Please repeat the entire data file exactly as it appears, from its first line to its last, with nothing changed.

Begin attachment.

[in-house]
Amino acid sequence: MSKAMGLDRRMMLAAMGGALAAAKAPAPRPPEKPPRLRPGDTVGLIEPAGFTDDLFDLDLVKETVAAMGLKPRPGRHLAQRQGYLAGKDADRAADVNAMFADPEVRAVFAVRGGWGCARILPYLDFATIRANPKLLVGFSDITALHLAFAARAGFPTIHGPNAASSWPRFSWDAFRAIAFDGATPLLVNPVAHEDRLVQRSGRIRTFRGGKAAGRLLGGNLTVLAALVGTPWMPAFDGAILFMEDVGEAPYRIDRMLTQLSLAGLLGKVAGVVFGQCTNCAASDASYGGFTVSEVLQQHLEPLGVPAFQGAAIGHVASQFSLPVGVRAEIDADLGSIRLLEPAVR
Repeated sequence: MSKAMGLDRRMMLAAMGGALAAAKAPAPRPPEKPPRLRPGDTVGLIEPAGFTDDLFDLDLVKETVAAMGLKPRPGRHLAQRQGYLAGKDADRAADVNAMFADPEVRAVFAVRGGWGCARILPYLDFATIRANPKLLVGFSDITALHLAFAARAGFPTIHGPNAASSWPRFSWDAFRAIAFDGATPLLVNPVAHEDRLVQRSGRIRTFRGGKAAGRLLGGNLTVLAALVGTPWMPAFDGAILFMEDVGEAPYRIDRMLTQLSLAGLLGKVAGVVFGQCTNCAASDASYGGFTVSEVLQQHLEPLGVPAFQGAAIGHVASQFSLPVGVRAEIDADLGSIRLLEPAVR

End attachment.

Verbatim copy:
[in-house]
Amino acid sequence: MSKAMGLDRRMMLAAMGGALAAAKAPAPRPPEKPPRLRPGDTVGLIEPAGFTDDLFDLDLVKETVAAMGLKPRPGRHLAQRQGYLAGKDADRAADVNAMFADPEVRAVFAVRGGWGCARILPYLDFATIRANPKLLVGFSDITALHLAFAARAGFPTIHGPNAASSWPRFSWDAFRAIAFDGATPLLVNPVAHEDRLVQRSGRIRTFRGGKAAGRLLGGNLTVLAALVGTPWMPAFDGAILFMEDVGEAPYRIDRMLTQLSLAGLLGKVAGVVFGQCTNCAASDASYGGFTVSEVLQQHLEPLGVPAFQGAAIGHVASQFSLPVGVRAEIDADLGSIRLLEPAVR
Repeated sequence: MSKAMGLDRRMMLAAMGGALAAAKAPAPRPPEKPPRLRPGDTVGLIEPAGFTDDLFDLDLVKETVAAMGLKPRPGRHLAQRQGYLAGKDADRAADVNAMFADPEVRAVFAVRGGWGCARILPYLDFATIRANPKLLVGFSDITALHLAFAARAGFPTIHGPNAASSWPRFSWDAFRAIAFDGATPLLVNPVAHEDRLVQRSGRIRTFRGGKAAGRLLGGNLTVLAALVGTPWMPAFDGAILFMEDVGEAPYRIDRMLTQLSLAGLLGKVAGVVFGQCTNCAASDASYGGFTVSEVLQQHLEPLGVPAFQGAAIGHVASQFSLPVGVRAEIDADLGSIRLLEPAVR